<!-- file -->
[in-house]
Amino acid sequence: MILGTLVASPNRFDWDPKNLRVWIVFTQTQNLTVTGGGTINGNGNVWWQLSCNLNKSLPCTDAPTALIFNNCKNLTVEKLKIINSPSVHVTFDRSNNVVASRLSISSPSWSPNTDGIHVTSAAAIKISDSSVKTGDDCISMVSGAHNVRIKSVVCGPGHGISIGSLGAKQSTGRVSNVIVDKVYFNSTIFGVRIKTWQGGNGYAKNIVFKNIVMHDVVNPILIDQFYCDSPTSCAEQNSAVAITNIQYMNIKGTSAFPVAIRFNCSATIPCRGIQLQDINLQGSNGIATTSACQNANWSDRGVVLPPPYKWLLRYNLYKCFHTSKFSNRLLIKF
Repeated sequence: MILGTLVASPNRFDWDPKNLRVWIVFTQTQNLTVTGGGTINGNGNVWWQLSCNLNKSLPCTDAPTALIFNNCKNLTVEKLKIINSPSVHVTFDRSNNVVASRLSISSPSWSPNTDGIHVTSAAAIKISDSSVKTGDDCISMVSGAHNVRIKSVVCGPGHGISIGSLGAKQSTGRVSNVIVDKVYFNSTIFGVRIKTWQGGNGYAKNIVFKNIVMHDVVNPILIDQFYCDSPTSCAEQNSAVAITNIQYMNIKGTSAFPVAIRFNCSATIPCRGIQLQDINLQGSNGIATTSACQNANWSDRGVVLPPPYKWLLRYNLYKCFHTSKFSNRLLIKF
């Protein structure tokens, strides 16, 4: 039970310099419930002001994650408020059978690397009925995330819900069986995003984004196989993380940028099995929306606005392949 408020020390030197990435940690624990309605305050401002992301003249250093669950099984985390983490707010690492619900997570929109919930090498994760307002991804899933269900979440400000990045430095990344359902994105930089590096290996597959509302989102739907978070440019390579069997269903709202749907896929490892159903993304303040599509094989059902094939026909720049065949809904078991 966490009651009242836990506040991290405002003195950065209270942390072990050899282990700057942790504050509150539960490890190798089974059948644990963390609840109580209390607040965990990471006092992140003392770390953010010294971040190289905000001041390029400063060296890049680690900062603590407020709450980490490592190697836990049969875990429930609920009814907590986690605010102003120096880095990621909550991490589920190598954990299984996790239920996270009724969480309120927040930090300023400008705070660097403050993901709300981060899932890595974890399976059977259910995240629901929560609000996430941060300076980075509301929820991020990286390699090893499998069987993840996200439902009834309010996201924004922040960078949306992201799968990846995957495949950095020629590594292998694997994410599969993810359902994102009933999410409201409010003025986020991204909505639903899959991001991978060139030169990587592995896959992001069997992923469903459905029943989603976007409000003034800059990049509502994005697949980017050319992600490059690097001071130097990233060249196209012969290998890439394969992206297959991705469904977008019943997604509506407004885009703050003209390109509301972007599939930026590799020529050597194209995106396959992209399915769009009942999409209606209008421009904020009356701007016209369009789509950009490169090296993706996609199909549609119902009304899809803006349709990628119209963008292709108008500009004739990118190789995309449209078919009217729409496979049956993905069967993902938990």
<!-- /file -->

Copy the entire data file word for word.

[in-house]
Amino acid sequence: MILGTLVASPNRFDWDPKNLRVWIVFTQTQNLTVTGGGTINGNGNVWWQLSCNLNKSLPCTDAPTALIFNNCKNLTVEKLKIINSPSVHVTFDRSNNVVASRLSISSPSWSPNTDGIHVTSAAAIKISDSSVKTGDDCISMVSGAHNVRIKSVVCGPGHGISIGSLGAKQSTGRVSNVIVDKVYFNSTIFGVRIKTWQGGNGYAKNIVFKNIVMHDVVNPILIDQFYCDSPTSCAEQNSAVAITNIQYMNIKGTSAFPVAIRFNCSATIPCRGIQLQDINLQGSNGIATTSACQNANWSDRGVVLPPPYKWLLRYNLYKCFHTSKFSNRLLIKF
Repeated sequence: MILGTLVASPNRFDWDPKNLRVWIVFTQTQNLTVTGGGTINGNGNVWWQLSCNLNKSLPCTDAPTALIFNNCKNLTVEKLKIINSPSVHVTFDRSNNVVASRLSISSPSWSPNTDGIHVTSAAAIKISDSSVKTGDDCISMVSGAHNVRIKSVVCGPGHGISIGSLGAKQSTGRVSNVIVDKVYFNSTIFGVRIKTWQGGNGYAKNIVFKNIVMHDVVNPILIDQFYCDSPTSCAEQNSAVAITNIQYMNIKGTSAFPVAIRFNCSATIPCRGIQLQDINLQGSNGIATTSACQNANWSDRGVVLPPPYKWLLRYNLYKCFHTSKFSNRLLIKF
């Protein structure tokens, strides 16, 4: 039970310099419930002001994650408020059978690397009925995330819900069986995003984004196989993380940028099995929306606005392949 408020020390030197990435940690624990309605305050401002992301003249250093669950099984985390983490707010690492619900997570929109919930090498994760307002991804899933269900979440400000990045430095990344359902994105930089590096290996597959509302989102739907978070440019390579069997269903709202749907896929490892159903993304303040599509094989059902094939026909720049065949809904078991 966490009651009242836990506040991290405002003195950065209270942390072990050899282990700057942790504050509150539960490890190798089974059948644990963390609840109580209390607040965990990471006092992140003392770390953010010294971040190289905000001041390029400063060296890049680690900062603590407020709450980490490592190697836990049969875990429930609920009814907590986690605010102003120096880095990621909550991490589920190598954990299984996790239920996270009724969480309120927040930090300023400008705070660097403050993901709300981060899932890595974890399976059977259910995240629901929560609000996430941060300076980075509301929820991020990286390699090893499998069987993840996200439902009834309010996201924004922040960078949306992201799968990846995957495949950095020629590594292998694997994410599969993810359902994102009933999410409201409010003025986020991204909505639903899959991001991978060139030169990587592995896959992001069997992923469903459905029943989603976007409000003034800059990049509502994005697949980017050319992600490059690097001071130097990233060249196209012969290998890439394969992206297959991705469904977008019943997604509506407004885009703050003209390109509301972007599939930026590799020529050597194209995106396959992209399915769009009942999409209606209008421009904020009356701007016209369009789509950009490169090296993706996609199909549609119902009304899809803006349709990628119209963008292709108008500009004739990118190789995309449209078919009217729409496979049956993905069967993902938990």